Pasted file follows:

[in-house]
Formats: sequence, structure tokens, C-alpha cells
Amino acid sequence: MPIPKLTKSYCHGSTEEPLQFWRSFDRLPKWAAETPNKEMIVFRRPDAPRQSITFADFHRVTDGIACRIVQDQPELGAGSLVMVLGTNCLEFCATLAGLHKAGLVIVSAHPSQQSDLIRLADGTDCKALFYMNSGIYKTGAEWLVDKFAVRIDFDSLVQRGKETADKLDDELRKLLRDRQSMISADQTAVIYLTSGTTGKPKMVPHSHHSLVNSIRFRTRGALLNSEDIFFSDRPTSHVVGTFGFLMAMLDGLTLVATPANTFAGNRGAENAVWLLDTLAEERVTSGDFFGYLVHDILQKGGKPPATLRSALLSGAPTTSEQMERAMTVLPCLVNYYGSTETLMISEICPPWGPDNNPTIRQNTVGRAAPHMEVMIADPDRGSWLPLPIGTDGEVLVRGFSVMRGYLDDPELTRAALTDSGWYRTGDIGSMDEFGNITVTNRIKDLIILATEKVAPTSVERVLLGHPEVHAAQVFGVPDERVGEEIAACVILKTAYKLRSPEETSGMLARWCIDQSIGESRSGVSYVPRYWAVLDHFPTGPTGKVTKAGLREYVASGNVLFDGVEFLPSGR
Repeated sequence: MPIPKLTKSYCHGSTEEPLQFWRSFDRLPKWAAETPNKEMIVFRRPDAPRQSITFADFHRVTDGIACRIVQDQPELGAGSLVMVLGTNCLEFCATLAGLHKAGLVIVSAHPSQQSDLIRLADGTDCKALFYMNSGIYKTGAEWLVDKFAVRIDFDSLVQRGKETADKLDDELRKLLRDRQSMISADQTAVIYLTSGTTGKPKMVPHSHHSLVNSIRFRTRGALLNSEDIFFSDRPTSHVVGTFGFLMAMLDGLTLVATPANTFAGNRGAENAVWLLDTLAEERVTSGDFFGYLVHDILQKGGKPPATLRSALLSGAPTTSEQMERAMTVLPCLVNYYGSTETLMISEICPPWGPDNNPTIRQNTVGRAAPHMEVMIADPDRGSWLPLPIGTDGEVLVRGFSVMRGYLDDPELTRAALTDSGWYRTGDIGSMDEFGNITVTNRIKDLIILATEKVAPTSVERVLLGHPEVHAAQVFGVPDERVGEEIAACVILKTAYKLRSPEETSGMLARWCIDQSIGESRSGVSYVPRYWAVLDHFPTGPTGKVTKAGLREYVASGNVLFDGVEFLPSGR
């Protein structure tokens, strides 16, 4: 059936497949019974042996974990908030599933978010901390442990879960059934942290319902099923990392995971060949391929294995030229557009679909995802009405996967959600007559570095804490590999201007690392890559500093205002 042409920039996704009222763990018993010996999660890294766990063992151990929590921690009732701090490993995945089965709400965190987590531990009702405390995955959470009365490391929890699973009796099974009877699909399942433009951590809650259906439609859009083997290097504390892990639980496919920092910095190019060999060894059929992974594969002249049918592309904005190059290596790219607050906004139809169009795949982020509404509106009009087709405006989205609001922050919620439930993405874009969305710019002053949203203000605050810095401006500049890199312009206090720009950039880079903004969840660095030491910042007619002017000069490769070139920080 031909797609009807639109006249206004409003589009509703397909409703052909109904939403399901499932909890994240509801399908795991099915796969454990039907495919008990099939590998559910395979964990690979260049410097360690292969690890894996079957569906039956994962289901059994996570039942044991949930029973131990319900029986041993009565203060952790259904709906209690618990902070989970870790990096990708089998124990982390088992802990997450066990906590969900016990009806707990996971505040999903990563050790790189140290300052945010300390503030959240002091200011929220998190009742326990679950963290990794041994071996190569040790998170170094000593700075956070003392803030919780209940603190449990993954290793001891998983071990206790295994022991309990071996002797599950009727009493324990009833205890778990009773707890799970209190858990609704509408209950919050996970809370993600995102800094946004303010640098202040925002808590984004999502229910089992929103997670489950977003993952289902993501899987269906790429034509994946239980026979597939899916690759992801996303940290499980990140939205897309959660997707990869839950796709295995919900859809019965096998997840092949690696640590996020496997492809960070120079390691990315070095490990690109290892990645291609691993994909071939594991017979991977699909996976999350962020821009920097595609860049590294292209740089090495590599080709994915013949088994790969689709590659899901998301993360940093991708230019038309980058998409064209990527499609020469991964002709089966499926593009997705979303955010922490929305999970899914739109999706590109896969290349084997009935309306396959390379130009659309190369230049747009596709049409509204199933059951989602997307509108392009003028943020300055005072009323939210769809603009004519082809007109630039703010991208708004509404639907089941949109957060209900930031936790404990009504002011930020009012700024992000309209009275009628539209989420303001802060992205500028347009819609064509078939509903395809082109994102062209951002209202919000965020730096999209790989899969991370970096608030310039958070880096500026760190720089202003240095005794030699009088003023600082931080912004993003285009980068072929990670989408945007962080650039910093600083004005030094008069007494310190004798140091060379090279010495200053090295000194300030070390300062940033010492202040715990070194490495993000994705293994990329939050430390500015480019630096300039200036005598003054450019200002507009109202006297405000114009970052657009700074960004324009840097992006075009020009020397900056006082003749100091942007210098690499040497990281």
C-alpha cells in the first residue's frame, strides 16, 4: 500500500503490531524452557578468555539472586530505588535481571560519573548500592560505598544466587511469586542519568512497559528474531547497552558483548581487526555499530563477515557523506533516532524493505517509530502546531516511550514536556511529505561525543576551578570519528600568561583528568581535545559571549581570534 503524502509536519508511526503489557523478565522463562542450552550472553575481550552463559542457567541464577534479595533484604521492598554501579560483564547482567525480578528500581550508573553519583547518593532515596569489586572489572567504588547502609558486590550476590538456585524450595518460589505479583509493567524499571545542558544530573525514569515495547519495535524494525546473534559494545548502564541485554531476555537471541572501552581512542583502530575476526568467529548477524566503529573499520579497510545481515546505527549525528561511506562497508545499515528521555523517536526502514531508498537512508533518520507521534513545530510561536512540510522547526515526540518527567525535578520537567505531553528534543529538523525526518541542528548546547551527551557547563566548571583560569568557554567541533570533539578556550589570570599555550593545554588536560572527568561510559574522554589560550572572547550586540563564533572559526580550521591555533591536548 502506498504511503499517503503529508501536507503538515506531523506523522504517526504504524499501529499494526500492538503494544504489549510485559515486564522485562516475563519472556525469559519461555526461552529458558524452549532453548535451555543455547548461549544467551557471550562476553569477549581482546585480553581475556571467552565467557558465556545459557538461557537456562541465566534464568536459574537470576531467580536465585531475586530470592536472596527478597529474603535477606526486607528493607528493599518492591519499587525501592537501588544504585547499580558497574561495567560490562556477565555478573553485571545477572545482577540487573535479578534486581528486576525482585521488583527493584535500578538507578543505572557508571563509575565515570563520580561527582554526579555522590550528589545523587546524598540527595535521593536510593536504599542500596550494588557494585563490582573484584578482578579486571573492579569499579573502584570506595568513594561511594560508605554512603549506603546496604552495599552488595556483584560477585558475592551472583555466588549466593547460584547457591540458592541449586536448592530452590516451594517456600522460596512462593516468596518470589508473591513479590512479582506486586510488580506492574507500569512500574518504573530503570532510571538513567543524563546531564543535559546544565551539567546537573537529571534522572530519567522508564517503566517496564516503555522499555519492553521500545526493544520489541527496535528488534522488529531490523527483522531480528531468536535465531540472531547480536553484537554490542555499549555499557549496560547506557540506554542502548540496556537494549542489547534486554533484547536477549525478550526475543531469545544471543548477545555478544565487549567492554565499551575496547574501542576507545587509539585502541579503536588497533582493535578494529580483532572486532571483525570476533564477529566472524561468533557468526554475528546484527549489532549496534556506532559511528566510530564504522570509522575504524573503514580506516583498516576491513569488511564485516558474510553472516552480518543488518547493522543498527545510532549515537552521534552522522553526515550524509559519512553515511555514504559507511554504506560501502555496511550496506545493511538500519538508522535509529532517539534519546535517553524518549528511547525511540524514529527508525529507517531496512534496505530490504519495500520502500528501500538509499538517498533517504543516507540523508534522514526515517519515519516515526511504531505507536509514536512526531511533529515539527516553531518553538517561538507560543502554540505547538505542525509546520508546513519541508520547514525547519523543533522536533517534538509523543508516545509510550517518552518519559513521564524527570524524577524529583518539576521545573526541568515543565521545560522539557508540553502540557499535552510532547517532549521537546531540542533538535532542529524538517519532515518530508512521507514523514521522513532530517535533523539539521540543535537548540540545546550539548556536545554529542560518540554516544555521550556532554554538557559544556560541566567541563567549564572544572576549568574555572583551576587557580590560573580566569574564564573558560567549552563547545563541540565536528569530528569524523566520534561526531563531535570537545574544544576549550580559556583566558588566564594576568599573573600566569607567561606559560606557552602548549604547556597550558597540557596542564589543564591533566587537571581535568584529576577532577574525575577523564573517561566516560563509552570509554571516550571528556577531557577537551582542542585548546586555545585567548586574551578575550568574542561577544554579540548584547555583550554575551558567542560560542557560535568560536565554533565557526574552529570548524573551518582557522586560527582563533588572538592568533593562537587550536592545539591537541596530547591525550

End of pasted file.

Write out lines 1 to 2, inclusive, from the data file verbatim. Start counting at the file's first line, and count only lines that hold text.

[in-house]
Formats: sequence, structure tokens, C-alpha cells